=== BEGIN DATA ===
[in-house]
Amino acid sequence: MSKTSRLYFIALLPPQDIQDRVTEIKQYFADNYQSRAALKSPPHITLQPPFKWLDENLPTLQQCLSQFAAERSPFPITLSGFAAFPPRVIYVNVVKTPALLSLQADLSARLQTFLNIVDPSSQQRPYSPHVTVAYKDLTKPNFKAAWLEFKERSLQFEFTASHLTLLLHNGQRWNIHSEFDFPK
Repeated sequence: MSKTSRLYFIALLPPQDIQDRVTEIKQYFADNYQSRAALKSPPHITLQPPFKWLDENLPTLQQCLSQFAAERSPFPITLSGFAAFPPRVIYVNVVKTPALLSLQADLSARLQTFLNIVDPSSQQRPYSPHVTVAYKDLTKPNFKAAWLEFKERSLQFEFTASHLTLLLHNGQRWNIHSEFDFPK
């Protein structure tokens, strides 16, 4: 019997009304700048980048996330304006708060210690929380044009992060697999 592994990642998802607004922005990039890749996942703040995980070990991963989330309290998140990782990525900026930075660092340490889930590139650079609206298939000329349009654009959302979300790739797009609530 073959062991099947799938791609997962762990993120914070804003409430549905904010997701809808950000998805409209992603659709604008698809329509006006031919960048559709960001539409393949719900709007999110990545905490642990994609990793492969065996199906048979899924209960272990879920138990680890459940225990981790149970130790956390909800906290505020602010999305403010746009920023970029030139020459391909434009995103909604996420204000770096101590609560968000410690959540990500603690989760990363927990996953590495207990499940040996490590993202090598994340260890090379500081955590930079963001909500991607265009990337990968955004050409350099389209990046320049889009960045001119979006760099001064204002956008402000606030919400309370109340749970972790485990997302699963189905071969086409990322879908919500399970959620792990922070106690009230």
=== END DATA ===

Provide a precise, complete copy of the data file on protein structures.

[in-house]
Amino acid sequence: MSKTSRLYFIALLPPQDIQDRVTEIKQYFADNYQSRAALKSPPHITLQPPFKWLDENLPTLQQCLSQFAAERSPFPITLSGFAAFPPRVIYVNVVKTPALLSLQADLSARLQTFLNIVDPSSQQRPYSPHVTVAYKDLTKPNFKAAWLEFKERSLQFEFTASHLTLLLHNGQRWNIHSEFDFPK
Repeated sequence: MSKTSRLYFIALLPPQDIQDRVTEIKQYFADNYQSRAALKSPPHITLQPPFKWLDENLPTLQQCLSQFAAERSPFPITLSGFAAFPPRVIYVNVVKTPALLSLQADLSARLQTFLNIVDPSSQQRPYSPHVTVAYKDLTKPNFKAAWLEFKERSLQFEFTASHLTLLLHNGQRWNIHSEFDFPK
């Protein structure tokens, strides 16, 4: 019997009304700048980048996330304006708060210690929380044009992060697999 592994990642998802607004922005990039890749996942703040995980070990991963989330309290998140990782990525900026930075660092340490889930590139650079609206298939000329349009654009959302979300790739797009609530 073959062991099947799938791609997962762990993120914070804003409430549905904010997701809808950000998805409209992603659709604008698809329509006006031919960048559709960001539409393949719900709007999110990545905490642990994609990793492969065996199906048979899924209960272990879920138990680890459940225990981790149970130790956390909800906290505020602010999305403010746009920023970029030139020459391909434009995103909604996420204000770096101590609560968000410690959540990500603690989760990363927990996953590495207990499940040996490590993202090598994340260890090379500081955590930079963001909500991607265009990337990968955004050409350099389209990046320049889009960045001119979006760099001064204002956008402000606030919400309370109340749970972790485990997302699963189905071969086409990322879908919500399970959620792990922070106690009230």